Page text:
Notre Dame’s playoff hopes rest on run defense against Carmel

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NILES — It’s been nine years since the Notre Dame football team last failed to qualify for the postseason, and even longer — 16 years — since the Dons last defeated Carmel, according to the IHSA website.

At least one of those streaks will end this week.

Notre Dame (4-4) needs to beat the Corsairs in Mundelein on Friday in order to become playoff eligible. The game is scheduled for 7:30 p.m.

“It’s always a big game,” said Notre Dame senior Brian Brand, a starter at defensive end and offensive tackle. “The coaches really stress it a lot. … They always really want to win against Carmel, but we don’t really treat them much different than any other week. We’ve just got to go in and get [our] business done.”

Despite the program’s lack of success against the Corsairs, Notre Dame coach Mike Hennessey echoed Brand in that nothing changes in terms of preparation. The Dons’ coaches watch film and game plan for Carmel just as they would for any other team.

The Corsairs give the Dons a lot to prepare for, defensively. Carmel (5-3) uses an option offense and runs the ball the vast majority of the time. It’s no secret what’s coming, but the option attack makes it imperative for the Dons’ defensive linemen and linebackers to stay focused and execute their assignments on each play.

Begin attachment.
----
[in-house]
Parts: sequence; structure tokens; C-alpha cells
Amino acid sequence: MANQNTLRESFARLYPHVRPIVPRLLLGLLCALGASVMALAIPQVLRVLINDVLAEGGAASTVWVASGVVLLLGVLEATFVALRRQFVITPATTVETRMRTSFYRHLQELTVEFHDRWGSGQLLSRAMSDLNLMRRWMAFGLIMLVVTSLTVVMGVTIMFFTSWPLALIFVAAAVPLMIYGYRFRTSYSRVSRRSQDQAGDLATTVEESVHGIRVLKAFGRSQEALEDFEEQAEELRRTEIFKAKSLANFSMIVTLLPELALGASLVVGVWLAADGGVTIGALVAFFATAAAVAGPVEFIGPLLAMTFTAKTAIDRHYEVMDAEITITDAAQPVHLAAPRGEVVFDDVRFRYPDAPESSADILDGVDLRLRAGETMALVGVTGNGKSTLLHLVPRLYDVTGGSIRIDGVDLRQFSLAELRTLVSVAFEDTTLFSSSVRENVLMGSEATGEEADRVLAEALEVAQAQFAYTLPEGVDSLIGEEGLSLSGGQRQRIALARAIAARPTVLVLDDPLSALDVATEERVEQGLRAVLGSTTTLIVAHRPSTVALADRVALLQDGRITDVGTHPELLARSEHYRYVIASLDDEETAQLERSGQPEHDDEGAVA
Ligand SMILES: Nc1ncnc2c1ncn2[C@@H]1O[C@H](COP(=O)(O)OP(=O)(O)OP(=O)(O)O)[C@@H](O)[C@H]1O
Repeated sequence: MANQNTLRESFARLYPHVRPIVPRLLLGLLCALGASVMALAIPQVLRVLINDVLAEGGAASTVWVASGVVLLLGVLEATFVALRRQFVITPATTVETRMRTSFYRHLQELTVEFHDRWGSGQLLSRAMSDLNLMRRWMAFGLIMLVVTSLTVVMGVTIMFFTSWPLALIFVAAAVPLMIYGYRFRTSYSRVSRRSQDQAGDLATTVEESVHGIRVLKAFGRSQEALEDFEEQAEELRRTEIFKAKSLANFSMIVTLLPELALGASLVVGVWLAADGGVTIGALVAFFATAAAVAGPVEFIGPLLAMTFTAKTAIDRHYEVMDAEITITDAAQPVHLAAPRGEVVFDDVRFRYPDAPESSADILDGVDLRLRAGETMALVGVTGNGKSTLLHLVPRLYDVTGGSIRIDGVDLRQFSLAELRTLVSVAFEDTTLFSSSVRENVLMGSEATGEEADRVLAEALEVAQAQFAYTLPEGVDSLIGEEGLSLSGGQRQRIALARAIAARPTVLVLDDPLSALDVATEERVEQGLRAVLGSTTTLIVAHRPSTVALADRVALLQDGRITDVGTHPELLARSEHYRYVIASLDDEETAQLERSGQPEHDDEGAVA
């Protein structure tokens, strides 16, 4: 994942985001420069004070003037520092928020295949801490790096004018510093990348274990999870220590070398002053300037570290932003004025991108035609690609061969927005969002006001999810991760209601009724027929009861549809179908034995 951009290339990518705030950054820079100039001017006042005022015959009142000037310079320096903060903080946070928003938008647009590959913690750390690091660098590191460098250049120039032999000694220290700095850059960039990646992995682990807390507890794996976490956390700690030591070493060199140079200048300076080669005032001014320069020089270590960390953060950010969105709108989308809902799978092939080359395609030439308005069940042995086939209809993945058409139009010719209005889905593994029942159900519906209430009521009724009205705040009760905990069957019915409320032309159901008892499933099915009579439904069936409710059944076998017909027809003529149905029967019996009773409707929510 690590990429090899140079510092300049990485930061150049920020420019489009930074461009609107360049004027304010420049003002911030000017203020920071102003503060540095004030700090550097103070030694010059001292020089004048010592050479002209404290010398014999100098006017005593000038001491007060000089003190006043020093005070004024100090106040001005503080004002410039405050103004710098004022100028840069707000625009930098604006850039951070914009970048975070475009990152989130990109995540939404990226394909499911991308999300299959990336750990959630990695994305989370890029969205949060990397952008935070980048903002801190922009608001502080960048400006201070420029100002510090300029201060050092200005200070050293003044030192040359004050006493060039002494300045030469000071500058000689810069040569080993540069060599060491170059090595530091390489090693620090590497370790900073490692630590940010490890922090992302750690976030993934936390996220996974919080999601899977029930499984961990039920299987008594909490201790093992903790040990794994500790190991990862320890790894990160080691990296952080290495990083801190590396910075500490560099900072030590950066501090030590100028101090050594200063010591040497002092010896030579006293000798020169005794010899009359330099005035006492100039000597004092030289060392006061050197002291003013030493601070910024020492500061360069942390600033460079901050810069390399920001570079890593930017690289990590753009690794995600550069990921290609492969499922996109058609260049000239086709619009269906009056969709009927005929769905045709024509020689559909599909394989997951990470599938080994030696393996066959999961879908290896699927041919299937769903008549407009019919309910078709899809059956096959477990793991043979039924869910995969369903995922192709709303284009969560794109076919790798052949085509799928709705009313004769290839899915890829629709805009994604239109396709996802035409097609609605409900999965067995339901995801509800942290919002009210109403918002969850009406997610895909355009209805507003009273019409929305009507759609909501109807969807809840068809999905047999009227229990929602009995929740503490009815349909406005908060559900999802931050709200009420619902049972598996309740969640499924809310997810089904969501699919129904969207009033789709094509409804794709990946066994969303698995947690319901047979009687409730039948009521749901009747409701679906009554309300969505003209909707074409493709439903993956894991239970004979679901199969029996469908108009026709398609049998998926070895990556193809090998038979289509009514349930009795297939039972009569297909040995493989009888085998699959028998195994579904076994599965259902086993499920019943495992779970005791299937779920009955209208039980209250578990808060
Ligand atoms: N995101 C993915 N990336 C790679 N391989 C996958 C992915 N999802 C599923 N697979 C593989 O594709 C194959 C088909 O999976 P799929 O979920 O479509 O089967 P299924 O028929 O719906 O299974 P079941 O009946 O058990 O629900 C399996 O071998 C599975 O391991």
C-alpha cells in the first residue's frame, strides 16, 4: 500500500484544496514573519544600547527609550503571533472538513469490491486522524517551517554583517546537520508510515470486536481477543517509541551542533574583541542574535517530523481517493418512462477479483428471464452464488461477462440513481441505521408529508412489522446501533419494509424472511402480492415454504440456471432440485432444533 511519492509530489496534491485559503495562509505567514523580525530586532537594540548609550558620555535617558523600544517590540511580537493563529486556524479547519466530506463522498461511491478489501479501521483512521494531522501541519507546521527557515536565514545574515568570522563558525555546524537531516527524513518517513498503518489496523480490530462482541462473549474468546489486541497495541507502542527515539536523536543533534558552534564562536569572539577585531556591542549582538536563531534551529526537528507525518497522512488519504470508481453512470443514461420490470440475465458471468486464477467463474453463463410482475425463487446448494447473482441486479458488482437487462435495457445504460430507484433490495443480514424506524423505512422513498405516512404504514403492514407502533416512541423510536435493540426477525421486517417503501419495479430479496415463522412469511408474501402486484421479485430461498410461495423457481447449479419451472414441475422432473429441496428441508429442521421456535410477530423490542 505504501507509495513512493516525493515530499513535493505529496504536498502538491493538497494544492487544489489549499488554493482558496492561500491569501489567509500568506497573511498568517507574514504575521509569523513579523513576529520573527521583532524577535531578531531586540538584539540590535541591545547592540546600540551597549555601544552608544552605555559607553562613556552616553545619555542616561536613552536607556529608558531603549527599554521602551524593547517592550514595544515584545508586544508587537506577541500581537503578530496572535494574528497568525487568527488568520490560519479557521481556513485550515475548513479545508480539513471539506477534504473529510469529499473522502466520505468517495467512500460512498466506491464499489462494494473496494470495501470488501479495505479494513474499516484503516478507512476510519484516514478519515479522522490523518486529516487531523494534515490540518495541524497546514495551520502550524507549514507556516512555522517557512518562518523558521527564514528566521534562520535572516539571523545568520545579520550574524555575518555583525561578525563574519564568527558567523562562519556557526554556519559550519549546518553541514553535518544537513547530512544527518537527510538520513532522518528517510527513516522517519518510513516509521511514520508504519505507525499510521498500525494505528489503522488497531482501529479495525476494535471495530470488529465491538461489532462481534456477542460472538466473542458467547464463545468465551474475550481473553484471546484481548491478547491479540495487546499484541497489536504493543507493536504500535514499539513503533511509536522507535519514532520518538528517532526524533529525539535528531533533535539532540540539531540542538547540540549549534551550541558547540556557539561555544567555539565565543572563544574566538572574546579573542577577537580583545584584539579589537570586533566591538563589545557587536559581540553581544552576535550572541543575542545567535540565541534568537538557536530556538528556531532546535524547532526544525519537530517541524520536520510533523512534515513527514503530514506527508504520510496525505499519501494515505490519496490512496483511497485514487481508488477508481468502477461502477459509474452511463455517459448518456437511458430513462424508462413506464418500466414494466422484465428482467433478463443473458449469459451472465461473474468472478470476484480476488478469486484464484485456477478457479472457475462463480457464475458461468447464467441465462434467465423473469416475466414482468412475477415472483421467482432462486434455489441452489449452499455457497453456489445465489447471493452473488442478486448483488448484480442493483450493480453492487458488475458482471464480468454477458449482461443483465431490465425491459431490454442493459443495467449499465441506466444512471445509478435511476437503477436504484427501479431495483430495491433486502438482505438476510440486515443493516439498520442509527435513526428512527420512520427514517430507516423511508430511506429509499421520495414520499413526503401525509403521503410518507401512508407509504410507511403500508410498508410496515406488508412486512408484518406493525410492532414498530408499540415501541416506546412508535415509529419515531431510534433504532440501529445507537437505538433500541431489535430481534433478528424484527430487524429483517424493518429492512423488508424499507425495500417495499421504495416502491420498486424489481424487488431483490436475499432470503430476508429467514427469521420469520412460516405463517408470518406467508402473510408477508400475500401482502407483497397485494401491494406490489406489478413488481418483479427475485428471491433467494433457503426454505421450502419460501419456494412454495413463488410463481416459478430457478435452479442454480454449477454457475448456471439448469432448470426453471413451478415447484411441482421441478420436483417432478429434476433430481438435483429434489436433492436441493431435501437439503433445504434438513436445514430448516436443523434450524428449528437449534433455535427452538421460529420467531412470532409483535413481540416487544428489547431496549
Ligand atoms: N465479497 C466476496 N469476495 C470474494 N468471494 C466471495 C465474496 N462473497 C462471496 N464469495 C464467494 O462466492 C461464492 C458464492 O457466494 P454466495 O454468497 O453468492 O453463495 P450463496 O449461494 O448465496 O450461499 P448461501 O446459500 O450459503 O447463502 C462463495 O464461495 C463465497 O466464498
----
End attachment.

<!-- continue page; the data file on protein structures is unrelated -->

“You just have to play hard-nosed football,” senior outside linebacker Michael Bicknell said. “We’ve been pretty good against the run this year, so I think we just know that we’re going to have to play really physical.”

A blown assignment or a missed tackle can result in a big play, especially against a team led by junior offensive lineman Sean Foster, junior tight end Noah Turner and sophomore fullback Rondel Jamison. Foster has more than 10 Division I offers, and Turner has offers from Illinois and Indiana. Jamison ran for 186 yards and three touchdowns against Marian Central last week.

The Corsairs have scored at least 20 points in each game this season, but Bicknell, Brand and junior middle linebacker Matt Szyska all expressed belief that Notre Dame’s run defense could slow down Carmel’s rushing attack. Szyska was the most outspoken about it.

“We as a defense are confident that we can shut down any run game they show at us,” Szyska said. “For us, we’re pumped about playing Carmel because knowing that they run the ball more, we know we can shut them down.”

Hennessey added that the key to the game is stopping Carmel on first down.

“If you put them in a second-and-long situation, then it takes away the idea of running the option and puts some doubt in their mind,” Hennessey said. “That’s what we have to do. We have to have great first-down defense and minimize their possessions.”

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